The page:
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Jesmond Dene is an oasis of green on a hot summer’s day. But, from 11am on, the roads running into the Dene are clogged with cars, many of them illegally and inconsiderately parked. Benton Bank and Red Walk become danger areas for pedestrians. At a time when Newcastle City Council is strapped for cash perhaps a warm weekend could become a fine weekend, with motorists who dump their private cars in the public Dene slapped with £70 penalty charges? If the council sent in the Civil Enforcement Officers (parking wardens to you and me) it could make a small fortune.

Check out the photos above and below, taken this past Saturday and Sunday. The official parking bays quickly filled up but that didn’t deter some motorists from parking on pavements, on verges, on junctions, basically anywhere they could fit their cars. There were reports of fisticuffs as some motorists over-heated in the chase for parking spots, official or otherwise. And there were long delays for those trying to use Benton Bank as a through route as motorists queued on the hill, waiting for others to exit.

Newcastle City Council’s parking policy is clear: motorists who park on verges or on the pavement (i.e. footways) can be issued with immediate £70 Penalty Charge Notices.

Some of the parking down in the Dene could also be considered obstruction of the highway (in law the highway is the whole width of the road and pavement, not just the road) and therefore both a nuisance and dangerous. This ought to then become a matter for Northumbria Police.

Newcastle City Council’s parking policy says:

“We will take consistent enforcement action to deter inconsiderate parking…If you park a vehicle with one or more of its wheels on a pavement or verge and the area is not exempted from the ban or waiting restrictions are in place, you risk receiving a £70 Penalty Charge.”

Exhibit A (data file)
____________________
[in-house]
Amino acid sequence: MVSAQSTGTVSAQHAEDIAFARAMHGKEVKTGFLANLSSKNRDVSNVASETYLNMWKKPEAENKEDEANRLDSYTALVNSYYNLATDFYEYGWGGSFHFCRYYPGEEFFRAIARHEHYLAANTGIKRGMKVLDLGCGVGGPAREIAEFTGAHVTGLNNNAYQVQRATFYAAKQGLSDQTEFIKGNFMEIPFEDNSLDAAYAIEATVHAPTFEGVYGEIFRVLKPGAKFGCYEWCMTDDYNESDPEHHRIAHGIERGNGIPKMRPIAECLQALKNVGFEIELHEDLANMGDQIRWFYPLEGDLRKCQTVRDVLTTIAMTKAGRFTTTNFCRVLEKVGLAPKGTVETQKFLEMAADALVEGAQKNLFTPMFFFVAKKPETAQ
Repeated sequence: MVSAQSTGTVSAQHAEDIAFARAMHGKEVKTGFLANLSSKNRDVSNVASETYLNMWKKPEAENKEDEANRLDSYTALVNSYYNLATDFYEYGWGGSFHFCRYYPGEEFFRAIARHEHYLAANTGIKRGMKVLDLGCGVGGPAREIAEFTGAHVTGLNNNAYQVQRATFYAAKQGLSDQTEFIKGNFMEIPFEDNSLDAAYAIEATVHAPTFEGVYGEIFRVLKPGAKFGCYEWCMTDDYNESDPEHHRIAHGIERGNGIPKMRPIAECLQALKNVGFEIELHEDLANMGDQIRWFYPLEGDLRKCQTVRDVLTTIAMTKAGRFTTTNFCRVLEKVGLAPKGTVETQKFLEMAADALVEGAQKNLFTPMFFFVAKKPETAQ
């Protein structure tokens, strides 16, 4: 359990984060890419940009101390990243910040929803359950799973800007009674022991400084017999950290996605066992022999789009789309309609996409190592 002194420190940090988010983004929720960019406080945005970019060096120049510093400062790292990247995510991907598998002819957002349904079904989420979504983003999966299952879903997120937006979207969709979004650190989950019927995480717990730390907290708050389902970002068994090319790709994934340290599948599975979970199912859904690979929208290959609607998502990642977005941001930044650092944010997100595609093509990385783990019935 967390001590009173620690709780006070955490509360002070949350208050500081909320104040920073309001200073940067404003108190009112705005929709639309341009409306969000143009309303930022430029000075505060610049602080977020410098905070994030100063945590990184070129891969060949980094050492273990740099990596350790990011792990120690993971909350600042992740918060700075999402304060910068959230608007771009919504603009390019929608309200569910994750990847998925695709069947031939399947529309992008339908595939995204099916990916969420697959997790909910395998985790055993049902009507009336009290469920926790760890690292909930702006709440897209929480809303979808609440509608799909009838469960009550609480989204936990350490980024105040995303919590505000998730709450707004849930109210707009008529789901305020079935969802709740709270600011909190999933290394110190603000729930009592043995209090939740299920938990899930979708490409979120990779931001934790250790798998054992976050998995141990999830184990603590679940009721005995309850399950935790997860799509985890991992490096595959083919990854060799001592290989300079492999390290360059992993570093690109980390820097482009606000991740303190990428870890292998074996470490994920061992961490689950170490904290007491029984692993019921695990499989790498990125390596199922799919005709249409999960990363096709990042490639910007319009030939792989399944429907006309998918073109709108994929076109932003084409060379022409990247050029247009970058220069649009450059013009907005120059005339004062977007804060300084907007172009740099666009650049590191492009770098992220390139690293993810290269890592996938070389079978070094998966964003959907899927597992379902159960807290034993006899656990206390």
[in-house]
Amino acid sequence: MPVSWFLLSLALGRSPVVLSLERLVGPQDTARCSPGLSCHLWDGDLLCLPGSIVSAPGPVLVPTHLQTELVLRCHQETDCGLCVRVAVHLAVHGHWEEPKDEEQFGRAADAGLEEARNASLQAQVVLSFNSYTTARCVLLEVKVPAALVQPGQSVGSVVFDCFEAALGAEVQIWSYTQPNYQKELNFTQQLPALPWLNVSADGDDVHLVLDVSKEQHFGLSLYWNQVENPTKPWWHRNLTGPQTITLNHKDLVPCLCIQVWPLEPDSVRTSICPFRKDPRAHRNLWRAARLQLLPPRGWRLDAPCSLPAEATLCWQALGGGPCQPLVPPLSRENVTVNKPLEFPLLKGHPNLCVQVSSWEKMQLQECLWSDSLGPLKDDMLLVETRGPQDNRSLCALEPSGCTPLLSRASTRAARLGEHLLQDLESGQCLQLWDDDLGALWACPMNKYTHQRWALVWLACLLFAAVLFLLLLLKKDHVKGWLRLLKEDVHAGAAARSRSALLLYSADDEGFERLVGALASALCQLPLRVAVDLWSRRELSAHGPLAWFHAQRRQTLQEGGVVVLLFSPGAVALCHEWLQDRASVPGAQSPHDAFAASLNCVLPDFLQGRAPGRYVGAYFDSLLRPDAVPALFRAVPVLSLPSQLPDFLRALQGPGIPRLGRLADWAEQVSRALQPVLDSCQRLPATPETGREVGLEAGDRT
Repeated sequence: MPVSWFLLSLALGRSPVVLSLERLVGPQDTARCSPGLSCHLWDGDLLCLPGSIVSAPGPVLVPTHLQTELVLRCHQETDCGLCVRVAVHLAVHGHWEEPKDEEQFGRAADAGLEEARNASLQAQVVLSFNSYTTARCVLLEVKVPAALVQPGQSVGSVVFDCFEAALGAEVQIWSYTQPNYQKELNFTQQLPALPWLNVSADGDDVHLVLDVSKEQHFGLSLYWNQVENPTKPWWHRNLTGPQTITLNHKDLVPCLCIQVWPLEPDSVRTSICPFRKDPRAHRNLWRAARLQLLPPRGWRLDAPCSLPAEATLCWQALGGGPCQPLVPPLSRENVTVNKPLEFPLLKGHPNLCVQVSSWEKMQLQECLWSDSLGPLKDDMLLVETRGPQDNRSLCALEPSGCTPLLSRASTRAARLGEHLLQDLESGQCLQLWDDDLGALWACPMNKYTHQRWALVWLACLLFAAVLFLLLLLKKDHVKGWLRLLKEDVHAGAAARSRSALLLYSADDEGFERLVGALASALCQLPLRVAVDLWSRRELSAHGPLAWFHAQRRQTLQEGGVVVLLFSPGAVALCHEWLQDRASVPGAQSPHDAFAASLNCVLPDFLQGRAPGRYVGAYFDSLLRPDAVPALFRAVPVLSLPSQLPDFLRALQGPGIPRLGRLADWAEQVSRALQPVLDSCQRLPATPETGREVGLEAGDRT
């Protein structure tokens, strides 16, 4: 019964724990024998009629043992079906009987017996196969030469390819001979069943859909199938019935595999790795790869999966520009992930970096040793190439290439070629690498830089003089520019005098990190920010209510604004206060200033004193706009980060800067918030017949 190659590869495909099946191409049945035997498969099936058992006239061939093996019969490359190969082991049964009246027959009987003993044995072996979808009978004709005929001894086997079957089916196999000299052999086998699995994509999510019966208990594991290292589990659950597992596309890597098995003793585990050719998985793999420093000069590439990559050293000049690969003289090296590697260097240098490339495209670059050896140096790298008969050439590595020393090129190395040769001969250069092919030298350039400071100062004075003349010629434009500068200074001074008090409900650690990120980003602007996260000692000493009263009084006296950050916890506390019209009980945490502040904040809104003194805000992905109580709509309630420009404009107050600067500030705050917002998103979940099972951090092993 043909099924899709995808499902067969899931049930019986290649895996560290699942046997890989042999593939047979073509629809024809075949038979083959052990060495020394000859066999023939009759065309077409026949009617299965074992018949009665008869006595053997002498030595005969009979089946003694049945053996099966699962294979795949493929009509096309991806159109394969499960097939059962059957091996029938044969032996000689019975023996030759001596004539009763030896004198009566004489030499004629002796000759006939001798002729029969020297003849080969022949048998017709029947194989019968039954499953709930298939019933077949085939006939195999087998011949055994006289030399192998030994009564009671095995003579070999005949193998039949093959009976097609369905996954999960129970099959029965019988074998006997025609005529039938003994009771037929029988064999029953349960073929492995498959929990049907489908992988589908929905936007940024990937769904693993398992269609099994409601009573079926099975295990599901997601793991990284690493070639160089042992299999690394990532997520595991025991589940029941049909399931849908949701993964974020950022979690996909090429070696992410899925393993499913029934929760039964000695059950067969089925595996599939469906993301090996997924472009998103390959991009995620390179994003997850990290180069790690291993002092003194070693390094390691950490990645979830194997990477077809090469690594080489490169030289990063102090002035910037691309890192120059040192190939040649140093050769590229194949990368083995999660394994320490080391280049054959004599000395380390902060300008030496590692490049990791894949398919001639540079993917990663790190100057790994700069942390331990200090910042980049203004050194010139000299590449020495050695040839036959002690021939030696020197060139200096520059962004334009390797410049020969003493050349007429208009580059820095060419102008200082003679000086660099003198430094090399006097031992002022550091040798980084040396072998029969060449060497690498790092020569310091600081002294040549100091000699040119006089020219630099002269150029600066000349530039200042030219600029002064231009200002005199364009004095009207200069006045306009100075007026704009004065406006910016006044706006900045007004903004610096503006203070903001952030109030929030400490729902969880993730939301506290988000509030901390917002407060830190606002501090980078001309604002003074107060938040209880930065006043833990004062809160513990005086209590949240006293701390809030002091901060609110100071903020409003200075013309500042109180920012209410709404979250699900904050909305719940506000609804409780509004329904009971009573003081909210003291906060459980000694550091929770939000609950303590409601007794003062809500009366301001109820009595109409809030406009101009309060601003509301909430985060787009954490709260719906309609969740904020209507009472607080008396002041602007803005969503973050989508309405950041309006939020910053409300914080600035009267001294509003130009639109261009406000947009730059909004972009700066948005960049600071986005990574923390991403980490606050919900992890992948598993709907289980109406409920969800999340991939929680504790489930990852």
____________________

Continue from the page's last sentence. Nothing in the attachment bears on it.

In another document, Newcastle City Council advises motorists to be considerate when parking:

“Careless parking represents a serious hazard to pedestrians, especially those using wheelchairs for mobility purposes or those suffering from a visual impairment. It is also an inconvenience for people with pushchairs and buggies who cannot squeeze through small gaps, as well as being an offence under the Road Traffic Act 1988 to park vehicles on verges or footpaths without good cause.

“We would ask you to think about how your actions could impact on others before you park.

“Do not drive or park on the pavement. Children are taught that the pavement is a safe place to be. Blocking the pavement, even if only half-on, makes it difficult for pedestrians and especially hazardous for disabled and elderly people, those who are visually impaired and people with pushchairs and double buggies.

“It can force them off the pavement and into the road – creating a possibly dangerous situation. Rule 218 of the Highway Code says: “Do not park partially or wholly on the pavement unless signs permit it”.

“Parking on the pavement also ends up costing money, because pavements aren’t designed to hold the weight of vehicles. Flagstones often break, crack or wear more quickly if motorists park on them.”

It would be perhaps impractical to charge parking fees in the Dene – it is, after all a park for all citizens of Newcastle to freely enjoy, year round – but when Lord Armstrong gifted his garden to Newcastle in 1883 it was for the people of Newcastle not their private carriages.

If you’re local, please leave your car at home and walk, cycle, roller-blade, pogo-stick to the Dene.